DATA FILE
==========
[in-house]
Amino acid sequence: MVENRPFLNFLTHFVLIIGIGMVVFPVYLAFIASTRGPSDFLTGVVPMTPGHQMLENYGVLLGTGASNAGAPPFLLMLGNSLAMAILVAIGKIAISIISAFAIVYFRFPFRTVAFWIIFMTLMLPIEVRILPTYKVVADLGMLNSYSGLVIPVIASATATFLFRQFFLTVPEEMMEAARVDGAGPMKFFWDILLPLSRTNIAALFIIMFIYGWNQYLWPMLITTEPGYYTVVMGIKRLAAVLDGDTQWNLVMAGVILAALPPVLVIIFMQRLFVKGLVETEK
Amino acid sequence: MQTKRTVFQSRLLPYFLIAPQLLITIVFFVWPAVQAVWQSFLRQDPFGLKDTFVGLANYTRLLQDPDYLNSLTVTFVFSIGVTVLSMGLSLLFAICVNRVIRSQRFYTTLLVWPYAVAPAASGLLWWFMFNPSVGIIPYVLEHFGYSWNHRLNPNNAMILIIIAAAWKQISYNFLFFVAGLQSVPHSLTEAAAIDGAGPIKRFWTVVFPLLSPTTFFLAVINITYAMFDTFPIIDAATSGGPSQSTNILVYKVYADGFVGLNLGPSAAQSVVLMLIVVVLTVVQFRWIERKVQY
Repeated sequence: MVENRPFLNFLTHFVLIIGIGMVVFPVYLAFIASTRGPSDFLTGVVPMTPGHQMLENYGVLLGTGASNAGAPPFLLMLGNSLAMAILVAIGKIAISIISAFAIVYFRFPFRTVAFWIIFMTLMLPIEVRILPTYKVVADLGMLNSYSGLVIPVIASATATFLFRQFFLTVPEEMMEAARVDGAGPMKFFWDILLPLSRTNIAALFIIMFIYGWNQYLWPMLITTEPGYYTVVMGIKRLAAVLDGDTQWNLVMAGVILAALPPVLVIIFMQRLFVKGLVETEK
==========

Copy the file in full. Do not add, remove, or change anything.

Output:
[in-house]
Amino acid sequence: MVENRPFLNFLTHFVLIIGIGMVVFPVYLAFIASTRGPSDFLTGVVPMTPGHQMLENYGVLLGTGASNAGAPPFLLMLGNSLAMAILVAIGKIAISIISAFAIVYFRFPFRTVAFWIIFMTLMLPIEVRILPTYKVVADLGMLNSYSGLVIPVIASATATFLFRQFFLTVPEEMMEAARVDGAGPMKFFWDILLPLSRTNIAALFIIMFIYGWNQYLWPMLITTEPGYYTVVMGIKRLAAVLDGDTQWNLVMAGVILAALPPVLVIIFMQRLFVKGLVETEK
Amino acid sequence: MQTKRTVFQSRLLPYFLIAPQLLITIVFFVWPAVQAVWQSFLRQDPFGLKDTFVGLANYTRLLQDPDYLNSLTVTFVFSIGVTVLSMGLSLLFAICVNRVIRSQRFYTTLLVWPYAVAPAASGLLWWFMFNPSVGIIPYVLEHFGYSWNHRLNPNNAMILIIIAAAWKQISYNFLFFVAGLQSVPHSLTEAAAIDGAGPIKRFWTVVFPLLSPTTFFLAVINITYAMFDTFPIIDAATSGGPSQSTNILVYKVYADGFVGLNLGPSAAQSVVLMLIVVVLTVVQFRWIERKVQY
Repeated sequence: MVENRPFLNFLTHFVLIIGIGMVVFPVYLAFIASTRGPSDFLTGVVPMTPGHQMLENYGVLLGTGASNAGAPPFLLMLGNSLAMAILVAIGKIAISIISAFAIVYFRFPFRTVAFWIIFMTLMLPIEVRILPTYKVVADLGMLNSYSGLVIPVIASATATFLFRQFFLTVPEEMMEAARVDGAGPMKFFWDILLPLSRTNIAALFIIMFIYGWNQYLWPMLITTEPGYYTVVMGIKRLAAVLDGDTQWNLVMAGVILAALPPVLVIIFMQRLFVKGLVETEK